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Rotavirus Vaccine

By

Margot L. Savoy

, MD, MPH, Lewis Katz School of Medicine at Temple University

Last full review/revision Jun 2021| Content last modified Jun 2021
Click here for the Professional Version

The rotavirus vaccine is a live-virus vaccine that helps protect against gastroenteritis Rotavirus Infection Rotavirus is a common and very contagious virus that causes vomiting and diarrhea. Rotavirus is a viral infection of the digestive tract that can cause severe dehydration. Typical symptoms include... read more Rotavirus Infection caused by rotavirus, which causes vomiting, diarrhea, and, if symptoms persist, dehydration and organ damage.

Two formulations of rotavirus virus are available. Both contain live but weakened (attenuated) rotavirus.

For more information, see the Centers for Disease Control and Prevention's (CDC) Rotavirus vaccine information statement.

Administration of Rotavirus Vaccine

The rotavirus vaccine is part of the recommended vaccination schedule for children Childhood Vaccination Schedule Most doctors follow the vaccination schedule recommended by the Centers for Disease Control and Prevention (CDC—see the schedule for infants and children and the schedule for older children... read more . This vaccine is given by mouth. Two or three doses are given, depending on the formulation: at age 2 months and 4 months or at 2 months, 4 months, and 6 months.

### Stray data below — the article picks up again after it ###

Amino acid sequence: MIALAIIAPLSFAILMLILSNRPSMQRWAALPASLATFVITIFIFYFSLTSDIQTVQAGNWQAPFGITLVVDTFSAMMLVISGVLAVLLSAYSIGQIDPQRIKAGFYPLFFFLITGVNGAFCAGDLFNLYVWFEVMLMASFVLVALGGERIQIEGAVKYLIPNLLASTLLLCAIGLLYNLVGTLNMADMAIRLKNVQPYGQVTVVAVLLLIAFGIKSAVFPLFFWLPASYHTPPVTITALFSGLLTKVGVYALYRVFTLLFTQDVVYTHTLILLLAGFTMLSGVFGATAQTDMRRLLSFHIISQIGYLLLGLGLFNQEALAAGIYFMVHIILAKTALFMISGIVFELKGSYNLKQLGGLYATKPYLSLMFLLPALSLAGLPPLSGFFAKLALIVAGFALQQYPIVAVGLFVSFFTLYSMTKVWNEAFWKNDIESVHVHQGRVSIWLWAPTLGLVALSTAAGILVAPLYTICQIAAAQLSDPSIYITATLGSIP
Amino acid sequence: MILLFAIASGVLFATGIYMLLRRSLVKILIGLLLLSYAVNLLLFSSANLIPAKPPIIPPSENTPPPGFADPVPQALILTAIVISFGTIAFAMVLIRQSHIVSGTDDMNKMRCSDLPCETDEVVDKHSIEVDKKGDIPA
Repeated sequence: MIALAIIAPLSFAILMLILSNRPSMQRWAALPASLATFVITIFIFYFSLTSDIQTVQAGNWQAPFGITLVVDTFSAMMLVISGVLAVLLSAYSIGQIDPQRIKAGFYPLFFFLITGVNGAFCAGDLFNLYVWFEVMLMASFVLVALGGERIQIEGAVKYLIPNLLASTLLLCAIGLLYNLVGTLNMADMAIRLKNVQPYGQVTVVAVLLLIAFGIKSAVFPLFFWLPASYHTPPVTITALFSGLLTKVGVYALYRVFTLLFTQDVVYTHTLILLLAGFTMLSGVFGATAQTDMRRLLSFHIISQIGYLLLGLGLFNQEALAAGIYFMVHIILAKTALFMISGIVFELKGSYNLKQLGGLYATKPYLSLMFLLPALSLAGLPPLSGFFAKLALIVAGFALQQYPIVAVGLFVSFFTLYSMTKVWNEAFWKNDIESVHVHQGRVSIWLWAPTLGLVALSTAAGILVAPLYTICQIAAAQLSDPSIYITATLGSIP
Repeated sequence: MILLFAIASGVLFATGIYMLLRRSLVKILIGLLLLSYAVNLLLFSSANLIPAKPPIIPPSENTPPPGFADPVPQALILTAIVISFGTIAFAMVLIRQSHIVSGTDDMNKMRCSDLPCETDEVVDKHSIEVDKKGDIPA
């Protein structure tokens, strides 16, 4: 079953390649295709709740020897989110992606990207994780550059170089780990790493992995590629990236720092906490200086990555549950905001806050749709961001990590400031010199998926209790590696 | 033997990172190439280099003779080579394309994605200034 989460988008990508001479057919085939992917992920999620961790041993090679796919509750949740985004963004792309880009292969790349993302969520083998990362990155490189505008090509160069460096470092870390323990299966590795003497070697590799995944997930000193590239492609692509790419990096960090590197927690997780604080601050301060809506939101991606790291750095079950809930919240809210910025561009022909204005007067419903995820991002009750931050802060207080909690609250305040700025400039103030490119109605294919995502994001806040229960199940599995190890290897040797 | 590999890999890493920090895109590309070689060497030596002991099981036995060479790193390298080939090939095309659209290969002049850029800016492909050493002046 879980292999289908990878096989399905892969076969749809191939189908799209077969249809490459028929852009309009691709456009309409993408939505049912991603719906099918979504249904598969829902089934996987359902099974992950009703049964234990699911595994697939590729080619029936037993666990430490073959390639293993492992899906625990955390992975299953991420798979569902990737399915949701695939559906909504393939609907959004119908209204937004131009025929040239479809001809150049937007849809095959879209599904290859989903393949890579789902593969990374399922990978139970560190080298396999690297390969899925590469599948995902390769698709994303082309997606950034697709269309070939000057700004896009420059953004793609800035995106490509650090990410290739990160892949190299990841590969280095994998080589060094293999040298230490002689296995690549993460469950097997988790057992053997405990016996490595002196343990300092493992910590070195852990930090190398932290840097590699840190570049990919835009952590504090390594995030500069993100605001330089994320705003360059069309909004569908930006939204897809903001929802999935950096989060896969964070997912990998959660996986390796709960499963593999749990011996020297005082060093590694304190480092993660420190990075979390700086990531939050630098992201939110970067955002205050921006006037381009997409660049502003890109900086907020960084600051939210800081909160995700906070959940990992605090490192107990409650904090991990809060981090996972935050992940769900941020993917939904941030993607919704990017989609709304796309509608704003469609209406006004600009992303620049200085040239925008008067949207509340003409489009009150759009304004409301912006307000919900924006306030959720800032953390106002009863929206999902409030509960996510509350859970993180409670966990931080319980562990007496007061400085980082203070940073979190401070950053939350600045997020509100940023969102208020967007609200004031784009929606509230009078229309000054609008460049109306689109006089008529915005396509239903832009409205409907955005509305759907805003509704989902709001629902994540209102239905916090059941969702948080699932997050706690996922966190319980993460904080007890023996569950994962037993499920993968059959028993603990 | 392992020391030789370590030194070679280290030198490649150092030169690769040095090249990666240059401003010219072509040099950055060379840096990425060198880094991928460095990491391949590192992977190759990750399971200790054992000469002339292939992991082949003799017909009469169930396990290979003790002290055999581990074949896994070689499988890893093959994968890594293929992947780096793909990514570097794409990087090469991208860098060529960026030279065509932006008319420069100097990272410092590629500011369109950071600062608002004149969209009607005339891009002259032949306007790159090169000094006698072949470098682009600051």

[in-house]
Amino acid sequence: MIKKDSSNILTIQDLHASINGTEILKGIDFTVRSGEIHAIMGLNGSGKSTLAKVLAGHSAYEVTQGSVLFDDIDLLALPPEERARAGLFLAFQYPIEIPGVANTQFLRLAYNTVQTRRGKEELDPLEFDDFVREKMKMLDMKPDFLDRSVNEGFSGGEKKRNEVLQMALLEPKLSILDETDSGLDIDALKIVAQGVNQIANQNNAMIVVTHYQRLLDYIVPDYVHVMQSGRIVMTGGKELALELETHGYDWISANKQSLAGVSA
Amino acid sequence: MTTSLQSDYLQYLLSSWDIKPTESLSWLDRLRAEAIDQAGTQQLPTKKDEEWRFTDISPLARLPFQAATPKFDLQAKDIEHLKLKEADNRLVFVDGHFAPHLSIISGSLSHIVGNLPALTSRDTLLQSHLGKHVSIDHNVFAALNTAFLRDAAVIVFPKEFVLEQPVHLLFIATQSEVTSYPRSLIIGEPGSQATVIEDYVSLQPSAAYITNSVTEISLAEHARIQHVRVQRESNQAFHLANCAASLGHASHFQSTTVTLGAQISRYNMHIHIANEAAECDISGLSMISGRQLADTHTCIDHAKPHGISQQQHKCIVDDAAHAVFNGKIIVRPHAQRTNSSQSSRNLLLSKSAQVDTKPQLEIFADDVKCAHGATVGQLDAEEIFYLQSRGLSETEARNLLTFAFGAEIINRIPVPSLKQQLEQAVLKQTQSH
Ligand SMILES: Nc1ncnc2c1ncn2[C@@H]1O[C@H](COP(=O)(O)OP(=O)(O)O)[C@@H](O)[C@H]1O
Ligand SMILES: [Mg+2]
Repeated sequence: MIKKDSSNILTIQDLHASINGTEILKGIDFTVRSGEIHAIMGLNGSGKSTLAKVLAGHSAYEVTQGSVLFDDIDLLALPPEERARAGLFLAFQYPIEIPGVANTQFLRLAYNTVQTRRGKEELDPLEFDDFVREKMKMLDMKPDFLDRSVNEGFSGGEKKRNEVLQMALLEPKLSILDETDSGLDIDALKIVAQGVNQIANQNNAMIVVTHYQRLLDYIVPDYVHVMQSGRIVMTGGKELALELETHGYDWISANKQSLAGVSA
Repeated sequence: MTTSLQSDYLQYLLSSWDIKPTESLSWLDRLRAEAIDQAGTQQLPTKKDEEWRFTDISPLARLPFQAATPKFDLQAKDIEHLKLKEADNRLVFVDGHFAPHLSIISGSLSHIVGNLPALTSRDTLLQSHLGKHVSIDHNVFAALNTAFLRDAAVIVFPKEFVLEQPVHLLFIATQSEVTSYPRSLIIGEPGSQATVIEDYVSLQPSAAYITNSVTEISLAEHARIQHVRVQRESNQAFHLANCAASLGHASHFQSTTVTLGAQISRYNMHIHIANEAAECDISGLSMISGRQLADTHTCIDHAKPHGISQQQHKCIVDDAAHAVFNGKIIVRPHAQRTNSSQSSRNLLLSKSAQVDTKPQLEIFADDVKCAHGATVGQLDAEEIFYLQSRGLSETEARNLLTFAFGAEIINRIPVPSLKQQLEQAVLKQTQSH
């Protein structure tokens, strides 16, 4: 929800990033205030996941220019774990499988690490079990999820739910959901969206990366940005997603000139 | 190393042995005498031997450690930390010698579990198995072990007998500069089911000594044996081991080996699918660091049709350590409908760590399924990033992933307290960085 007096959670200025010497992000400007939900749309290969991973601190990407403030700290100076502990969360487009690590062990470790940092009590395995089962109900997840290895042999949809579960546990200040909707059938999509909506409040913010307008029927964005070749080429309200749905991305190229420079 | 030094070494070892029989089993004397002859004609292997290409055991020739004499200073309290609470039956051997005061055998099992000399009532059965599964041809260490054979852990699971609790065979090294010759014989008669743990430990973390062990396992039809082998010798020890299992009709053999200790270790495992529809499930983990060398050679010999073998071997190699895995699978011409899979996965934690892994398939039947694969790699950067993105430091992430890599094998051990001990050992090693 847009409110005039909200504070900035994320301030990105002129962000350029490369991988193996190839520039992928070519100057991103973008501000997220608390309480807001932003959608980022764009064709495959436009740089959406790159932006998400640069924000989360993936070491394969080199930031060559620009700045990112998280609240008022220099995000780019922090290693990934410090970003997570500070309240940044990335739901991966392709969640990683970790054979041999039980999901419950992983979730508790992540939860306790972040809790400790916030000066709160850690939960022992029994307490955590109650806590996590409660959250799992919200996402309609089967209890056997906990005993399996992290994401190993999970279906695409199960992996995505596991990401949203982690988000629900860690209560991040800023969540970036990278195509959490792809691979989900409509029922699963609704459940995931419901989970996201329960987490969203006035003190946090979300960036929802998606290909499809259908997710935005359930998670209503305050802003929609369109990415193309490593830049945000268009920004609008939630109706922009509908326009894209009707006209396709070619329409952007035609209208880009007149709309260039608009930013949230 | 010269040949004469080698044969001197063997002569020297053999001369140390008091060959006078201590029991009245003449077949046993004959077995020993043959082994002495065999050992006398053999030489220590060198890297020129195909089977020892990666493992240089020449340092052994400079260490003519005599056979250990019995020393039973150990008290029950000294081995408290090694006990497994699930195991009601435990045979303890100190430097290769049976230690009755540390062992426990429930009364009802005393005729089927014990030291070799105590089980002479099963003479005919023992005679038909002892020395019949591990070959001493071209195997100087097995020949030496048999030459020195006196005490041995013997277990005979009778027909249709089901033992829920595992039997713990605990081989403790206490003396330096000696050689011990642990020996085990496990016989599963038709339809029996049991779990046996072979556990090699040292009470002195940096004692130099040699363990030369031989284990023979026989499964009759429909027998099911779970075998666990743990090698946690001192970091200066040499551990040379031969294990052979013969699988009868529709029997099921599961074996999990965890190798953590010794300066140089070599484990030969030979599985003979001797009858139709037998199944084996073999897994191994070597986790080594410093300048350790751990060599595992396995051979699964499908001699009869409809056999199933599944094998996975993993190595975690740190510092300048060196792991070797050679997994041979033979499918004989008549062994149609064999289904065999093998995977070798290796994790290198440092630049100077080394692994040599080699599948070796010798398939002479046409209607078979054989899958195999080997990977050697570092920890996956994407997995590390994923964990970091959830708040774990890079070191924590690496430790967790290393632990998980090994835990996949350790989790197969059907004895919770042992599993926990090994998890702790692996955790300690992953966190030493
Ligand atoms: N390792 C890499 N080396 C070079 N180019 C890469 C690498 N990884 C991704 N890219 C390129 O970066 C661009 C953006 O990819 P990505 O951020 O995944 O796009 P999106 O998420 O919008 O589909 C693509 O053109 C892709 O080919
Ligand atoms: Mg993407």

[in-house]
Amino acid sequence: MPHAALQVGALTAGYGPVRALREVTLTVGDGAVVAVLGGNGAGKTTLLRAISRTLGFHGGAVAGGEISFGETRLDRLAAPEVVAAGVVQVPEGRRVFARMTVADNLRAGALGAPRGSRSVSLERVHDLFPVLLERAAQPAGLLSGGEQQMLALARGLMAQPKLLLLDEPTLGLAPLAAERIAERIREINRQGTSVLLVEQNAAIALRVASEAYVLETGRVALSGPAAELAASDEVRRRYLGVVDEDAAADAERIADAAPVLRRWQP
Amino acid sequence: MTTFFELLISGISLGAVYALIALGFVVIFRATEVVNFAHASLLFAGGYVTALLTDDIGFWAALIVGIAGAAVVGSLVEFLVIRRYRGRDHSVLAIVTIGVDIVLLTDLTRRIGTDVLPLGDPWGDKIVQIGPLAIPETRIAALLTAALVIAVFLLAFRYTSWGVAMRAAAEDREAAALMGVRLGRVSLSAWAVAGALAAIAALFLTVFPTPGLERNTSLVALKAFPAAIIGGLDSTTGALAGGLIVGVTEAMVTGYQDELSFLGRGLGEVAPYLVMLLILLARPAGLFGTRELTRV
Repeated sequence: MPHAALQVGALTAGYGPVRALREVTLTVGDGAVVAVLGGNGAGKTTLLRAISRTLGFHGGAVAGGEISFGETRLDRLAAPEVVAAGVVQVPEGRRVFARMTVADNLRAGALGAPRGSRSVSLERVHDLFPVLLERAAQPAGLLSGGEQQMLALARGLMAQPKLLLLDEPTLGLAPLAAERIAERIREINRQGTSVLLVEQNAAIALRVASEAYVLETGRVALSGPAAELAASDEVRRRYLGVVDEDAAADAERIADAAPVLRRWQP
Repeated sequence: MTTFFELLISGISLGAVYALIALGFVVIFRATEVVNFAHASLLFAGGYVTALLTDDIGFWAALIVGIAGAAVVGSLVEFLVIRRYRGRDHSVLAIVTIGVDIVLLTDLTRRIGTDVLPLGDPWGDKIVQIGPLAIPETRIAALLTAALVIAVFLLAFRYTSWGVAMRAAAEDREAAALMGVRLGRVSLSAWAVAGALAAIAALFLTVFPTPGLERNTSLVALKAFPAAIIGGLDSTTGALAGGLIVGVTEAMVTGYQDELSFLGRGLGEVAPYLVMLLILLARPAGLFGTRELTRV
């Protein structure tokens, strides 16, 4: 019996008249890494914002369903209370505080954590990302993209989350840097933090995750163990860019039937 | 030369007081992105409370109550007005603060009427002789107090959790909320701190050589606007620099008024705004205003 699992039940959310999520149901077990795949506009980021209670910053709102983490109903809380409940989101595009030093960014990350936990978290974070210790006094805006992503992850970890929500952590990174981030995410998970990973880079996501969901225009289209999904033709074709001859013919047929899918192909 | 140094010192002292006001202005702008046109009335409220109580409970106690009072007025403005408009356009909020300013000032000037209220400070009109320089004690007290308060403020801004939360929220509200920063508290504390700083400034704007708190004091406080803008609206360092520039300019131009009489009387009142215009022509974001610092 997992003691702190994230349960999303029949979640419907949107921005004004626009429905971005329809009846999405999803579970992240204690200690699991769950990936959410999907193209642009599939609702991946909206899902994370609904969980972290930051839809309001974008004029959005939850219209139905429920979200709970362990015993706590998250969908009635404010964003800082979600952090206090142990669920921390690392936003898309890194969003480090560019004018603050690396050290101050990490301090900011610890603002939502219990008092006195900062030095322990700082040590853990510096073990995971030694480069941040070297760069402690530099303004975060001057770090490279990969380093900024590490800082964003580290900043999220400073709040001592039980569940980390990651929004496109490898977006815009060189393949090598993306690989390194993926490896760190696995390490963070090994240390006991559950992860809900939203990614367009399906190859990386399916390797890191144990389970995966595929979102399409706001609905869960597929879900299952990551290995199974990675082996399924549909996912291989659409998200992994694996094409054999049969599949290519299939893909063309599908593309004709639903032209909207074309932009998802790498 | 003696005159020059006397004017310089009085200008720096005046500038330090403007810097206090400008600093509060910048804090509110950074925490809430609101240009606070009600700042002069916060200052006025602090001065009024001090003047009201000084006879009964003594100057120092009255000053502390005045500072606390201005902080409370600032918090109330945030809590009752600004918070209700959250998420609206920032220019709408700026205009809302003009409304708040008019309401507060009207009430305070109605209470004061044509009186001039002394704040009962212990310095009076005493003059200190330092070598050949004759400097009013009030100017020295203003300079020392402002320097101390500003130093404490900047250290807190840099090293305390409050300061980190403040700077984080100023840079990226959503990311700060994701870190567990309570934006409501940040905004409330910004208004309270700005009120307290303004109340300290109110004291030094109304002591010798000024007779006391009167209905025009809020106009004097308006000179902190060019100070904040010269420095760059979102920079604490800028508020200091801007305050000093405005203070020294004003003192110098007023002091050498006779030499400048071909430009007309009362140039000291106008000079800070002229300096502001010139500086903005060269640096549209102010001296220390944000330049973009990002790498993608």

People who have had serious allergic reactions to a previous dose of the vaccine or to a vaccine component should not be given the rotavirus vaccine.

If people have a temporary illness, doctors usually wait to give the vaccine until the illness resolves.

Side Effects of Rotavirus Vaccine

Infants may have mild, temporary diarrhea or vomiting. They may become irritable.

When an older rotavirus vaccine was used, the risk of intussusception was increased. In intussusception, the intestine is blocked because one segment of the intestine slides into another, much like the parts of a telescope. The older vaccine was taken off the market in the United States. The newer vaccines, when given as recommended, may increase the risk of intussusception but only slightly.

More Information

The following are some English-language resources that may be useful. Please note that THE MANUAL is not responsible for the content of these resources.

NOTE: This is the Consumer Version. DOCTORS: Click here for the Professional Version
Click here for the Professional Version
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Test your knowledge

Human Immunodeficiency Virus (HIV) Infection
Human immunodeficiency virus (HIV) infection is a viral infection that progressively destroys certain white blood cells. Untreated, it usually leads to acquired immunodeficiency syndrome (AIDS). Transmission of HIV requires contact with bodily fluid that contains the virus or cells infected with the virus. Which of the following is not a bodily fluid that commonly transmits HIV? 
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